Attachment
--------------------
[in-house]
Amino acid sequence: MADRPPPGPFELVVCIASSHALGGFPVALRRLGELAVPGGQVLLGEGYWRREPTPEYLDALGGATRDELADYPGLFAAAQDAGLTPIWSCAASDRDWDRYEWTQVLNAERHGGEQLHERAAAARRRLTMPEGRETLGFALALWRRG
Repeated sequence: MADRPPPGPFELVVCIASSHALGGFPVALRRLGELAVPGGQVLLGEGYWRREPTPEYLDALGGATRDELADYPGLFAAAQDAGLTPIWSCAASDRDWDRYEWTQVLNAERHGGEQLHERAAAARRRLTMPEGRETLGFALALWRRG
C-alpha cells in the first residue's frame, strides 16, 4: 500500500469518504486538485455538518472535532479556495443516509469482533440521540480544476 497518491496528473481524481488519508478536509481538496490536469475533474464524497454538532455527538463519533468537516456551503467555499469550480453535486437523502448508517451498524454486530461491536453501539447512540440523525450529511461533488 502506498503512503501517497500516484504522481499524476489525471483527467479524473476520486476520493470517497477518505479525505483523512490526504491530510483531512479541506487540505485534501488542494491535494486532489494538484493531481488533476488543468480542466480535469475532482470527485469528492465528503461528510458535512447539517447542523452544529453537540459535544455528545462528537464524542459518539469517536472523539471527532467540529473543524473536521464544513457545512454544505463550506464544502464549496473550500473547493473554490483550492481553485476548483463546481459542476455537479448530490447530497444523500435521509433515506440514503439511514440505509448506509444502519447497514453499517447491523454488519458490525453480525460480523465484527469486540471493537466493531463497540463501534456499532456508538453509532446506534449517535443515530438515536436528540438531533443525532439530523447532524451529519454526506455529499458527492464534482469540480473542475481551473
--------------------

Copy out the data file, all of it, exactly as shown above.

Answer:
[in-house]
Amino acid sequence: MADRPPPGPFELVVCIASSHALGGFPVALRRLGELAVPGGQVLLGEGYWRREPTPEYLDALGGATRDELADYPGLFAAAQDAGLTPIWSCAASDRDWDRYEWTQVLNAERHGGEQLHERAAAARRRLTMPEGRETLGFALALWRRG
Repeated sequence: MADRPPPGPFELVVCIASSHALGGFPVALRRLGELAVPGGQVLLGEGYWRREPTPEYLDALGGATRDELADYPGLFAAAQDAGLTPIWSCAASDRDWDRYEWTQVLNAERHGGEQLHERAAAARRRLTMPEGRETLGFALALWRRG
C-alpha cells in the first residue's frame, strides 16, 4: 500500500469518504486538485455538518472535532479556495443516509469482533440521540480544476 497518491496528473481524481488519508478536509481538496490536469475533474464524497454538532455527538463519533468537516456551503467555499469550480453535486437523502448508517451498524454486530461491536453501539447512540440523525450529511461533488 502506498503512503501517497500516484504522481499524476489525471483527467479524473476520486476520493470517497477518505479525505483523512490526504491530510483531512479541506487540505485534501488542494491535494486532489494538484493531481488533476488543468480542466480535469475532482470527485469528492465528503461528510458535512447539517447542523452544529453537540459535544455528545462528537464524542459518539469517536472523539471527532467540529473543524473536521464544513457545512454544505463550506464544502464549496473550500473547493473554490483550492481553485476548483463546481459542476455537479448530490447530497444523500435521509433515506440514503439511514440505509448506509444502519447497514453499517447491523454488519458490525453480525460480523465484527469486540471493537466493531463497540463501534456499532456508538453509532446506534449517535443515530438515536436528540438531533443525532439530523447532524451529519454526506455529499458527492464534482469540480473542475481551473